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Top 3 Money Lessons We Can Learn From Wealthy Entrepreneurs

Entrepreneurship has its perks and one of them is the ability to make wealth creation a reality if you’re running a successful business. Generating a high net worth as an entrepreneur requires some luck but it’s more about making sound financial decisions. A recent survey reveals some interesting details about how wealthy business owners manage their money. Some of those lessons can even be used by the rest of us.

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1. Be Prepared

One of the most important things to consider when owning a business is who will take over the reins once you’re ready to move on to something different. Surprisingly, the survey found that 63% of business owners don’t have an exit strategy in place. Also, 71% of entrepreneurs aged 52 or older have no formal plan for transferring ownership or selling the business down the road.

So why is that a problem? Entrepreneurs who don’t have a succession plan mapped out are essentially flying without a safety net. If you own a business and you become incapacitated or suddenly pass away, all the hard work you’ve put into building a profitable company could go up in smoke.

That’s a lesson that can also be applied to the Average Joe’s personal finances. If you’ve invested well over the years, you want to be able to pass that wealth on to future generations. Putting together an estate plan that specifies how your assets are to be distributed ensures that your money ends up where you want it to go instead of getting swallowed up by taxes or legal fees.

Related Article: 5 Ways to Be a Successful Entrepreneur

2. Don’t Be Afraid to Ask for Help

Top 3 Money Lessons We Can Learn From Wealthy Entrepreneurs

Getting professional advice can be a big help when you have a substantial amount of assets to manage. 69% of business owners included in the survey rely on multiple financial advisors to help with decision-making. On the business side, 21% of entrepreneurs are using financial advisors to manage liquidity events, such as the sale of their company. On the personal side, they’re looking for guidance on estate planning, strategic giving and investing.

Even if you don’t have a seven or eight-figure net worth, working with a financial advisor can be a good idea if you’re less than confident about your ability to guide your investments or if you need help formulating your retirement strategy. They can also offer advice on things like planning for college, managing debt and minimizing your tax liability, all of which can be valuable when you’re trying to maximize your personal bottom line.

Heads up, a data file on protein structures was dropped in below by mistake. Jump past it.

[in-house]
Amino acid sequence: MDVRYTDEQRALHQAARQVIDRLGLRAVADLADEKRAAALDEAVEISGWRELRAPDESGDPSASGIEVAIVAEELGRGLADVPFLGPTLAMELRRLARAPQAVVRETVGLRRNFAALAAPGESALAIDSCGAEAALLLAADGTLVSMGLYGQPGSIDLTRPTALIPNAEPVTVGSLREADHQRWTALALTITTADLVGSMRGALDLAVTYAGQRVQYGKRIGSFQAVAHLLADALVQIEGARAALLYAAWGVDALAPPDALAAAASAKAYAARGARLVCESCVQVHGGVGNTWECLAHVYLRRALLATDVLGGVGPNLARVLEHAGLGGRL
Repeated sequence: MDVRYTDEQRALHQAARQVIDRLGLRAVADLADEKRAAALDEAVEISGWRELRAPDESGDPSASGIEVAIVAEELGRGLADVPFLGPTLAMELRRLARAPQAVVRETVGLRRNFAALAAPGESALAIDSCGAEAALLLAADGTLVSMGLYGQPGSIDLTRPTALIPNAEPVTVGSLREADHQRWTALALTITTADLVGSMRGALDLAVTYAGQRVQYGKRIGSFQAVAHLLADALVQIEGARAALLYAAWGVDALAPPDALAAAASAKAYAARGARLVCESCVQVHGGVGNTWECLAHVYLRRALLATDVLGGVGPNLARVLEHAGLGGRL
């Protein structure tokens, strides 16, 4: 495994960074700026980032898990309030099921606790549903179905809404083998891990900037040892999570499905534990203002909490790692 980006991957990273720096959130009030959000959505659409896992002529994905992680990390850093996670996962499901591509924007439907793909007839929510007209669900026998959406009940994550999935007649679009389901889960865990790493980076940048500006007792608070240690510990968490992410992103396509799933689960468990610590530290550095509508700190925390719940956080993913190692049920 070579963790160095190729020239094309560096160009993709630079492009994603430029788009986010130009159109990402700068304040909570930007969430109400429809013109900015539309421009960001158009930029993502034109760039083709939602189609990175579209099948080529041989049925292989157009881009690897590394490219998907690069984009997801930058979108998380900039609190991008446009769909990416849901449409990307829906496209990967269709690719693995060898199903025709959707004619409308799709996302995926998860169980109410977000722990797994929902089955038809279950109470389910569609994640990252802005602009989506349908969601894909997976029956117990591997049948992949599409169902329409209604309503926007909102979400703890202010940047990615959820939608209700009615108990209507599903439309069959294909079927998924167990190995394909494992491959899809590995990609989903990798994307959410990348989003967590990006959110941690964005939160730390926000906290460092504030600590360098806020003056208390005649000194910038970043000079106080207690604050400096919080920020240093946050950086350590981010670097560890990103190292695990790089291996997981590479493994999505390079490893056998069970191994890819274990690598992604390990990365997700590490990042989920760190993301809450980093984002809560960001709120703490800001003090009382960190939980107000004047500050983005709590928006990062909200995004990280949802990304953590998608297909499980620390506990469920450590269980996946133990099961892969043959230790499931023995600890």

Related Article: The Four Types of Finance Experts

3. Make It a Family Affair

For 70% of the business owners polled, family played a key role in their decision to strike out on their own as entrepreneurs. 42% said that they had at least one family member playing a central part in business operations, such as acting as a senior manager or employee. Having family involved was also viewed positively in that it gave entrepreneurs a competitive edge.

The takeaway here is that a unified approach can be beneficial where finances are concerned. If you’re married or you’re raising kids, getting everyone in the household on board with how you budget, save and spend can help you head off conflicts over money. When your family’s financial plan is shaped by everyone’s input rather than just one person’s, you’re more likely to come up with a strategy that everyone can live with.

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Final Word

Top 3 Money Lessons We Can Learn From Wealthy Entrepreneurs

Building wealth is something almost anyone can do with the right amount of planning. Even if you haven’t been seized by the entrepreneurial spirit, you can still learn from what successful business owners are doing right (and wrong) when it comes to their money. Then you can try applying it to your personal finances.

Photo credit: ©iStock.com/PeopleImages, ©iStock.com/Minerva Studio, ©iStock.com/shironosov

Rebecca Lake Rebecca Lake is a retirement, investing and estate planning expert who has been writing about personal finance for a decade. Her expertise in the finance niche also extends to home buying, credit cards, banking and small business. She's worked directly with several major financial and insurance brands, including Citibank, Discover and AIG and her writing has appeared online at U.S. News and World Report, CreditCards.com and Investopedia. Rebecca is a graduate of the University of South Carolina and she also attended Charleston Southern University as a graduate student. Originally from central Virginia, she now lives on the North Carolina coast along with her two children.
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